* Dispute centred on take-or-pay gas contracts
* Gazprom says ruling is interim stage in court process
* Ukraine leaders welcome ruling
* See it as step in cutting reliance on Russian energy
(Adds Poroshenko statement, background)
By Pavel Polityuk
KIEV, May 31 Ukraine's Naftogaz said on
Wednesday an arbitration court in Stockholm had ruled in its
favour in a dispute with Gazprom over take-or-pay gas
contracts, although the Russian firm said the ruling was an
interim stage in the court process.
The result was welcomed by Ukrainian leaders as a
breakthrough in Kiev's bid to reduce its energy dependence on
Moscow after a 2013-14 uprising ousted Russia-backed president
The gas dispute is a byproduct of the worsening relations
between Kiev and Moscow since Russia's annexation of Crimea and
the eruption of Russian-backed separatist violence in Ukraine's
Donbass region, which has killed more than 10,000 people.
In June 2014, Gazprom and Naftogaz lodged
multi-billion-dollar claims against each other with a Stockholm
arbitration court, which resolves commercial agreement disputes.
Ahead of the court's first ruling, there had been no
consensus on the likely outcome.
In a post on Facebook, Naftogaz Chief Executive Andriy
Kobolev announced the decision in the company's favour by
posting a link to hit song 'We Are The Champions,' and writing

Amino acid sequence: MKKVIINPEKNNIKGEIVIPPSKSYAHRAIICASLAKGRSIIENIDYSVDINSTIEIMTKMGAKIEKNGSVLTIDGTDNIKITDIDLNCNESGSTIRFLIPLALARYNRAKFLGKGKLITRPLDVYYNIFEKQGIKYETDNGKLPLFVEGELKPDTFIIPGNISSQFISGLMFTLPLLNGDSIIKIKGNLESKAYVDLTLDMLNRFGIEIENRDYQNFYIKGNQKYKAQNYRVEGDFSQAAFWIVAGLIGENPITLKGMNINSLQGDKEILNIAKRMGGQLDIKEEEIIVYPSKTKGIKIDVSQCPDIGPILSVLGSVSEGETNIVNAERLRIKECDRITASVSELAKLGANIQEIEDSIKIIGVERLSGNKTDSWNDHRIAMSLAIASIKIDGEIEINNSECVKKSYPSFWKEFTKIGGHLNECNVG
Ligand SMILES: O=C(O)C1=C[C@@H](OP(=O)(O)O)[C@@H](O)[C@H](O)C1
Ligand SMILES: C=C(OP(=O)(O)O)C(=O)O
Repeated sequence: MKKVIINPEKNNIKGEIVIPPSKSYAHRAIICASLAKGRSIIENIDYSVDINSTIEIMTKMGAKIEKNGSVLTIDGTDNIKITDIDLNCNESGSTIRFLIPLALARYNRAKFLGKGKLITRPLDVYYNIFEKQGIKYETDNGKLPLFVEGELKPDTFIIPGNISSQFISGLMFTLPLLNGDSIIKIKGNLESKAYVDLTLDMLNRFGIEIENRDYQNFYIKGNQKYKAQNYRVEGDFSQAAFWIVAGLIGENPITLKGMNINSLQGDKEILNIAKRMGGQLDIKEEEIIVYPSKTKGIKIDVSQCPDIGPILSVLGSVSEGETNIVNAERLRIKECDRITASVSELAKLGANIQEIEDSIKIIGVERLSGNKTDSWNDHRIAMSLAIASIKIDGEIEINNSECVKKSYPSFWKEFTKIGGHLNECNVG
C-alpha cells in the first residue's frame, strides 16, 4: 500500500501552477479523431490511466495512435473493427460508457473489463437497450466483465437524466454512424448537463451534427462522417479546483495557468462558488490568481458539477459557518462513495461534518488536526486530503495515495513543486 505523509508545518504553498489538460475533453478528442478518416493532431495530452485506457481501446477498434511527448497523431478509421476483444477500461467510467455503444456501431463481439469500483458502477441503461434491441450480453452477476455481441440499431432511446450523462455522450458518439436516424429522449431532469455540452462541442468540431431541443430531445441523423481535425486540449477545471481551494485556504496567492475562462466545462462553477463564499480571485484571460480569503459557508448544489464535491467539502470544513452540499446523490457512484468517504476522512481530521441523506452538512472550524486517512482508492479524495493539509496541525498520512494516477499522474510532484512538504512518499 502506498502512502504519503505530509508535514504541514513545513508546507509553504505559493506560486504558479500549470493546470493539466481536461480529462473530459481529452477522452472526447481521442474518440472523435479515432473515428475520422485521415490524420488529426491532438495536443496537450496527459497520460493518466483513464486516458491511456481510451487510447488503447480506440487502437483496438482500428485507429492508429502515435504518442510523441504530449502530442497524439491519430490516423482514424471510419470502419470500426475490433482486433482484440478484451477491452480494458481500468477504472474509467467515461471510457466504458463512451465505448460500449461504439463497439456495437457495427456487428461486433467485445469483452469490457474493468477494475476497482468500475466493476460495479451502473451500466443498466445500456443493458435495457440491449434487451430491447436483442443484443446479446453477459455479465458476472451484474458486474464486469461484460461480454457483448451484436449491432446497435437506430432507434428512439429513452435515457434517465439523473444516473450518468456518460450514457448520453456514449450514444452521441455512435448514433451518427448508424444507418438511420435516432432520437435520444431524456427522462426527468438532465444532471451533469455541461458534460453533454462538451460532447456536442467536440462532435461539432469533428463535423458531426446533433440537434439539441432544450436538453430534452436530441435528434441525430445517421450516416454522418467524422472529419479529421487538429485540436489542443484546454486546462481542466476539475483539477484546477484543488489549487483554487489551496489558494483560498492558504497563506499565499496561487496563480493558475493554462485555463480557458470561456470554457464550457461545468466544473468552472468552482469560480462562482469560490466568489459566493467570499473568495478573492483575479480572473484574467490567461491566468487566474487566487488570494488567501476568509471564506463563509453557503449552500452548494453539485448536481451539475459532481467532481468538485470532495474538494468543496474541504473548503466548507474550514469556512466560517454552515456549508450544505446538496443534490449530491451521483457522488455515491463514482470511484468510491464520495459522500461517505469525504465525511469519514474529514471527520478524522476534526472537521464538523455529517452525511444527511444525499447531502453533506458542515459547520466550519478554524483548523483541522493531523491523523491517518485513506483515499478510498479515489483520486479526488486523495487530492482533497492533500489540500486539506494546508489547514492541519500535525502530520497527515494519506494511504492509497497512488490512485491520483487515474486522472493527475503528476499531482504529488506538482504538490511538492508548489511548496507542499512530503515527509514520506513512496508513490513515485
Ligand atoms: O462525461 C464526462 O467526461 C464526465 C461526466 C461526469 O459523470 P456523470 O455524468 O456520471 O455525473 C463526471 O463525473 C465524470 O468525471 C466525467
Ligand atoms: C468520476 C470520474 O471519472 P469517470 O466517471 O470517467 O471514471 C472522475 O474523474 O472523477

"We did it."
"The tribunal rules Naftogaz Ukraine is entitled to a
market-reflective adjustment of the price formula," Naftogaz
spokeswoman Olena Osmolovska said.
A later ruling will decide how much Naftogaz could gain
financially from winning the case in which it argued that its
10-year contract with Gazprom, which expires in 2019, is unfair
Gazprom said in a statement it did not expect a final
decision from the Stockholm court before the end of June.
Naftogaz, which is seeking a total of $30.3 billion from
Gazprom, wants a lower price for Russian gas and disputed the
take-or-pay clause requiring buyers to pay for gas whether they
take physical delivery or not.
In a separate case, also being heard in Stockholm, Kiev has
demanded a higher tariff for the transit fee it charges Russia
to transit to Europe. The case is ongoing.
Gazprom sought a total of $47.1 billion from Naftogaz over
the two disputes.
Since 2014, Ukraine has been weaning itself off reliance on
Russian energy supplies and has not bought gas directly from
Russia since November 2015, relying instead on purchases from
European Union member states and its own supply.
President Petro Poroshenko welcomed the ruling as an
"important step on the road to energy security."
"Moscow, for the first time, has lost the ability to use gas
as a weapon of political pressure and blackmail," he said in a
Russia temporarily cut off gas to Ukraine in June 2014 over
what it said was Kiev's unpaid debt for shipments. Ukraine's
prime minister called it a Russian plot to destroy the country.
Russia had previously halted gas flows to Ukraine in 2006
and 2009, causing painful shortages in freezing weather in some
Poroshenko said Ukraine remains a reliable transit route for
gas from Russia to Europe.
Further down the road, Ukraine risks losing billions in gas
transit fees it still collects from Russia if a controversial
new pipeline, Nord Stream 2, is completed.
(Reporting by Pavel Polityuk; Additional reporting by Denis
Pinchuk and Alexander Winning in Moscow; Writing by Matthias
Williams and Alessandra Prentice, editing by David Evans and